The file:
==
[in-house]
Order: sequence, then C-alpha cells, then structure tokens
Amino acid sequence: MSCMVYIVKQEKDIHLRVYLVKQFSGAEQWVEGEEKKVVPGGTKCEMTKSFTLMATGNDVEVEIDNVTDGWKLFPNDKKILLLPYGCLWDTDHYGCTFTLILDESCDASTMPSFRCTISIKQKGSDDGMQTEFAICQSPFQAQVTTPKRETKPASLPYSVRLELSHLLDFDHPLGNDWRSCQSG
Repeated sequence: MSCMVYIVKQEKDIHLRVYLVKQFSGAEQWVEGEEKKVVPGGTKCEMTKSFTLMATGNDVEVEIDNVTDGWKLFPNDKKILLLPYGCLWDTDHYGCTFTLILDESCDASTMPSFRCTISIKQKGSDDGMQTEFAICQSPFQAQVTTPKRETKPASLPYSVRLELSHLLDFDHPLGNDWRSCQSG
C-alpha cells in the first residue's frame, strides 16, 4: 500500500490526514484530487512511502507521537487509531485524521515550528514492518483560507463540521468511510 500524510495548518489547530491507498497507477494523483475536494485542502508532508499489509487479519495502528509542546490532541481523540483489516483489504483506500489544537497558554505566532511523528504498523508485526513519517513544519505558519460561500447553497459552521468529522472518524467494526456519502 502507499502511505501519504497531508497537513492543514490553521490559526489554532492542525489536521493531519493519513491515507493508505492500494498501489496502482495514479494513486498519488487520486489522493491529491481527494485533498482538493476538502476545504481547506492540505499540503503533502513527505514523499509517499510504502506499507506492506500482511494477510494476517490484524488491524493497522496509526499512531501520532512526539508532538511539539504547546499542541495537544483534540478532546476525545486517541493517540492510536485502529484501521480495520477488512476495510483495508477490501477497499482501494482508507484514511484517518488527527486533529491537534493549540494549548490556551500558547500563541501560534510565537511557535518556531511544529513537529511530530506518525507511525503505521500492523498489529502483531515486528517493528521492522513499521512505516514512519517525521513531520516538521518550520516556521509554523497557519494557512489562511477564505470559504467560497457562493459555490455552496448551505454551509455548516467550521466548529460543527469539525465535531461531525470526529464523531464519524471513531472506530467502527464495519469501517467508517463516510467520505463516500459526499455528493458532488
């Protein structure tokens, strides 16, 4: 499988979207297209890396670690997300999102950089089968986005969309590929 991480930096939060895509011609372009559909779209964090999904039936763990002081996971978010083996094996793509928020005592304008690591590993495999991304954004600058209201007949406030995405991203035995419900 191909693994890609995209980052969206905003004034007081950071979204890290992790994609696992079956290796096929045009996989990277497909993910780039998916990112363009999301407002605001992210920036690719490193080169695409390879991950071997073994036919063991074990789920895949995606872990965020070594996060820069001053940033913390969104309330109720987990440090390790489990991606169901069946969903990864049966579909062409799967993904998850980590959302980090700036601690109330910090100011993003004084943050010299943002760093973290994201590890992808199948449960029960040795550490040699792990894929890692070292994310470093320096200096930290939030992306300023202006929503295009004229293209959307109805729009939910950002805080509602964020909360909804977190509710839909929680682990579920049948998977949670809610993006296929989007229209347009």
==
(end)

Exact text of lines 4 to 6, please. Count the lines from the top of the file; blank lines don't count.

Repeated sequence: MSCMVYIVKQEKDIHLRVYLVKQFSGAEQWVEGEEKKVVPGGTKCEMTKSFTLMATGNDVEVEIDNVTDGWKLFPNDKKILLLPYGCLWDTDHYGCTFTLILDESCDASTMPSFRCTISIKQKGSDDGMQTEFAICQSPFQAQVTTPKRETKPASLPYSVRLELSHLLDFDHPLGNDWRSCQSG
C-alpha cells in the first residue's frame, strides 16, 4: 500500500490526514484530487512511502507521537487509531485524521515550528514492518483560507463540521468511510 500524510495548518489547530491507498497507477494523483475536494485542502508532508499489509487479519495502528509542546490532541481523540483489516483489504483506500489544537497558554505566532511523528504498523508485526513519517513544519505558519460561500447553497459552521468529522472518524467494526456519502 502507499502511505501519504497531508497537513492543514490553521490559526489554532492542525489536521493531519493519513491515507493508505492500494498501489496502482495514479494513486498519488487520486489522493491529491481527494485533498482538493476538502476545504481547506492540505499540503503533502513527505514523499509517499510504502506499507506492506500482511494477510494476517490484524488491524493497522496509526499512531501520532512526539508532538511539539504547546499542541495537544483534540478532546476525545486517541493517540492510536485502529484501521480495520477488512476495510483495508477490501477497499482501494482508507484514511484517518488527527486533529491537534493549540494549548490556551500558547500563541501560534510565537511557535518556531511544529513537529511530530506518525507511525503505521500492523498489529502483531515486528517493528521492522513499521512505516514512519517525521513531520516538521518550520516556521509554523497557519494557512489562511477564505470559504467560497457562493459555490455552496448551505454551509455548516467550521466548529460543527469539525465535531461531525470526529464523531464519524471513531472506530467502527464495519469501517467508517463516510467520505463516500459526499455528493458532488
């Protein structure tokens, strides 16, 4: 499988979207297209890396670690997300999102950089089968986005969309590929 991480930096939060895509011609372009559909779209964090999904039936763990002081996971978010083996094996793509928020005592304008690591590993495999991304954004600058209201007949406030995405991203035995419900 191909693994890609995209980052969206905003004034007081950071979204890290992790994609696992079956290796096929045009996989990277497909993910780039998916990112363009999301407002605001992210920036690719490193080169695409390879991950071997073994036919063991074990789920895949995606872990965020070594996060820069001053940033913390969104309330109720987990440090390790489990991606169901069946969903990864049966579909062409799967993904998850980590959302980090700036601690109330910090100011993003004084943050010299943002760093973290994201590890992808199948449960029960040795550490040699792990894929890692070292994310470093320096200096930290939030992306300023202006929503295009004229293209959307109805729009939910950002805080509602964020909360909804977190509710839909929680682990579920049948998977949670809610993006296929989007229209347009």